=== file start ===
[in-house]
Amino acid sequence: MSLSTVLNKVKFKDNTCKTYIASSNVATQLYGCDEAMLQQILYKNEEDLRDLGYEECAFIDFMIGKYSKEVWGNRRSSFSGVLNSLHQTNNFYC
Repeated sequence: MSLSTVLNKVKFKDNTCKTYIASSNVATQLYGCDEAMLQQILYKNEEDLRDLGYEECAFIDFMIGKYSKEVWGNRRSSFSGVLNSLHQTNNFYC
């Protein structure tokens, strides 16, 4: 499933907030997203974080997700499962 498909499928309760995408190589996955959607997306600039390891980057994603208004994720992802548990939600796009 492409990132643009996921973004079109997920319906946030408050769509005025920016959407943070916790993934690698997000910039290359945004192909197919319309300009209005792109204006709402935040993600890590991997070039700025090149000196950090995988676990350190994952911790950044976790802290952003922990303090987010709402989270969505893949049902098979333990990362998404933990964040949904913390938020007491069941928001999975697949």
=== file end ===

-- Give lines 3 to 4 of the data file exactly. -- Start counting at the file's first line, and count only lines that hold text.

Repeated sequence: MSLSTVLNKVKFKDNTCKTYIASSNVATQLYGCDEAMLQQILYKNEEDLRDLGYEECAFIDFMIGKYSKEVWGNRRSSFSGVLNSLHQTNNFYC
């Protein structure tokens, strides 16, 4: 499933907030997203974080997700499962 498909499928309760995408190589996955959607997306600039390891980057994603208004994720992802548990939600796009 492409990132643009996921973004079109997920319906946030408050769509005025920016959407943070916790993934690698997000910039290359945004192909197919319309300009209005792109204006709402935040993600890590991997070039700025090149000196950090995988676990350190994952911790950044976790802290952003922990303090987010709402989270969505893949049902098979333990990362998404933990964040949904913390938020007491069941928001999975697949």